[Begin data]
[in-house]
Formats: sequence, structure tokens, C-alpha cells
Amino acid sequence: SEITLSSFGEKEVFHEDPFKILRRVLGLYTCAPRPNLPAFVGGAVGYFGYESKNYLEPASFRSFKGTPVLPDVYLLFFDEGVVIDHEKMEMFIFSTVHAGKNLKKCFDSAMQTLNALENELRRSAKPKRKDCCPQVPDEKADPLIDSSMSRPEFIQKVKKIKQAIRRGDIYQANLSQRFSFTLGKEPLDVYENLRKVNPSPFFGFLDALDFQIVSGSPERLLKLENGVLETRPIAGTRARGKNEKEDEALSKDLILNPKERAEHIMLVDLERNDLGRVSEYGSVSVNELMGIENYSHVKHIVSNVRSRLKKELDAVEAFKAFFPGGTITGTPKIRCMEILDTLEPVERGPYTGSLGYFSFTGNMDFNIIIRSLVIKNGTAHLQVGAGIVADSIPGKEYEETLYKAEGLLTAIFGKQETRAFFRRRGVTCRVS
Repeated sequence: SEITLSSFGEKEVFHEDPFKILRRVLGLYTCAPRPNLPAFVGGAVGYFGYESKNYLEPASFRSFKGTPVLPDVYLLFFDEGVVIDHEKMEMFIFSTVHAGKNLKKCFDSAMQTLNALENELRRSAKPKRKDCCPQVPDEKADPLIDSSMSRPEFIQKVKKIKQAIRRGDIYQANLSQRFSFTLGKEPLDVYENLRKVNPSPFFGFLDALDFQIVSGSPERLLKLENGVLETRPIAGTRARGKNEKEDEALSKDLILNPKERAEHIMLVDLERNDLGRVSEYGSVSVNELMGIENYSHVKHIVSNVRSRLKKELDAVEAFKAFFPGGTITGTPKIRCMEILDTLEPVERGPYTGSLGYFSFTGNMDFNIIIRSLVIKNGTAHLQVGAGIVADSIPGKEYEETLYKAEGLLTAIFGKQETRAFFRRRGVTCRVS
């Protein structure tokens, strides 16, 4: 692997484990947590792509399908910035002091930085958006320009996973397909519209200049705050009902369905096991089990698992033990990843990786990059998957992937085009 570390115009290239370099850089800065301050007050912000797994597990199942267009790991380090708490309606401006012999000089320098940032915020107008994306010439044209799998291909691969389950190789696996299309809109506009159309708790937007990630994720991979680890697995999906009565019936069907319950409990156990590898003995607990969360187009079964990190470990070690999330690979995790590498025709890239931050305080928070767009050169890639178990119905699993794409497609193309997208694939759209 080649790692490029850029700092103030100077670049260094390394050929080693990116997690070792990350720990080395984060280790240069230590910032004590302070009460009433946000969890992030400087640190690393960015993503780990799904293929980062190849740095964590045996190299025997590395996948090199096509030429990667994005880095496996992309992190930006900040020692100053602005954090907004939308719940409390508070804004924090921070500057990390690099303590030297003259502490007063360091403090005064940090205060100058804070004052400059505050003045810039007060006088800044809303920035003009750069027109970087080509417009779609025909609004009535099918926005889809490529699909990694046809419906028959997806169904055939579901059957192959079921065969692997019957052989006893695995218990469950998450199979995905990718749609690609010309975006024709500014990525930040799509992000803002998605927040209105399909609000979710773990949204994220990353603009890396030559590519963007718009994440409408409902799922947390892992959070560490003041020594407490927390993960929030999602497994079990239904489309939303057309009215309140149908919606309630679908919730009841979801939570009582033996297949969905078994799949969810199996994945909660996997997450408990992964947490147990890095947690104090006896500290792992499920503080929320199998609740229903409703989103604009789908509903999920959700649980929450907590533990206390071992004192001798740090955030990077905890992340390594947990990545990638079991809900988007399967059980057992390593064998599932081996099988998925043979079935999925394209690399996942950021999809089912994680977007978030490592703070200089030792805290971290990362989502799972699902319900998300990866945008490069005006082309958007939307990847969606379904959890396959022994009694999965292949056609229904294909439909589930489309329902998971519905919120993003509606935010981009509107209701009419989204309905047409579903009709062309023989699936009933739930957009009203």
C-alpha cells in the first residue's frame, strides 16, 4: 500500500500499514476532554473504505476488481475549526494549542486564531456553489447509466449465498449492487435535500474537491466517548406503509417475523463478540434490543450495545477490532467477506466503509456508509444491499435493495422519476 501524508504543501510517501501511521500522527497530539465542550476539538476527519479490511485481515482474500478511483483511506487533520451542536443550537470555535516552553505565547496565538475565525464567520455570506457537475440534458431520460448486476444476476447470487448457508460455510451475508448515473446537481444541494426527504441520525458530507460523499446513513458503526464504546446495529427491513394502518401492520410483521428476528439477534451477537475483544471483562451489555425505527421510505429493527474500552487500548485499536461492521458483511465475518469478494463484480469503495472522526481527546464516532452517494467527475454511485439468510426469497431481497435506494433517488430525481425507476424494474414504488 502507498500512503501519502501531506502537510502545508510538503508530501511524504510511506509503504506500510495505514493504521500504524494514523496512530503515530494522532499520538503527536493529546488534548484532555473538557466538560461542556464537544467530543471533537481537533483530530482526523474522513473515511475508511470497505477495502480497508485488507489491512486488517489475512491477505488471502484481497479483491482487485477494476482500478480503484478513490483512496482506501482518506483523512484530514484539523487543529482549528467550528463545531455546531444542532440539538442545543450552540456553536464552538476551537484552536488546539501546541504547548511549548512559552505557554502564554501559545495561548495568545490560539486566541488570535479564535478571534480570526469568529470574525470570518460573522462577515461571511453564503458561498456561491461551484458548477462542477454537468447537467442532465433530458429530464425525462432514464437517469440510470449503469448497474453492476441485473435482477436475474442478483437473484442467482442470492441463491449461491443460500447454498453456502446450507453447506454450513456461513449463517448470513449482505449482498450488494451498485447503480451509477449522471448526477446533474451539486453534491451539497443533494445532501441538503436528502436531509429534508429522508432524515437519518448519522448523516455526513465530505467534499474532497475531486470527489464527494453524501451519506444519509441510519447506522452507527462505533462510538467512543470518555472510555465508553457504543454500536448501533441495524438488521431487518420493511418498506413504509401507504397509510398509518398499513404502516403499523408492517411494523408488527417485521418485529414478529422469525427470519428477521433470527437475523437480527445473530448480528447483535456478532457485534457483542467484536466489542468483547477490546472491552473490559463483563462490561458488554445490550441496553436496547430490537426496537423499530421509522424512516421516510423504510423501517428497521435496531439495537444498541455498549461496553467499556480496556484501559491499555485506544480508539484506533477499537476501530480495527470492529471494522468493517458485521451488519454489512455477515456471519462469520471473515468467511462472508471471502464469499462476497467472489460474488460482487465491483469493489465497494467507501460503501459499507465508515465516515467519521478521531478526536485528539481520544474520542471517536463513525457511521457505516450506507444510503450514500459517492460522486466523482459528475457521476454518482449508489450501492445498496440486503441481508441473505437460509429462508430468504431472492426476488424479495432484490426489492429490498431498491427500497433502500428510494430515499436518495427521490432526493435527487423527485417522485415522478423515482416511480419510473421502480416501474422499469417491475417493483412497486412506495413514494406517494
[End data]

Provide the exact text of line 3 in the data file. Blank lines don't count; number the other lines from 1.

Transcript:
Amino acid sequence: SEITLSSFGEKEVFHEDPFKILRRVLGLYTCAPRPNLPAFVGGAVGYFGYESKNYLEPASFRSFKGTPVLPDVYLLFFDEGVVIDHEKMEMFIFSTVHAGKNLKKCFDSAMQTLNALENELRRSAKPKRKDCCPQVPDEKADPLIDSSMSRPEFIQKVKKIKQAIRRGDIYQANLSQRFSFTLGKEPLDVYENLRKVNPSPFFGFLDALDFQIVSGSPERLLKLENGVLETRPIAGTRARGKNEKEDEALSKDLILNPKERAEHIMLVDLERNDLGRVSEYGSVSVNELMGIENYSHVKHIVSNVRSRLKKELDAVEAFKAFFPGGTITGTPKIRCMEILDTLEPVERGPYTGSLGYFSFTGNMDFNIIIRSLVIKNGTAHLQVGAGIVADSIPGKEYEETLYKAEGLLTAIFGKQETRAFFRRRGVTCRVS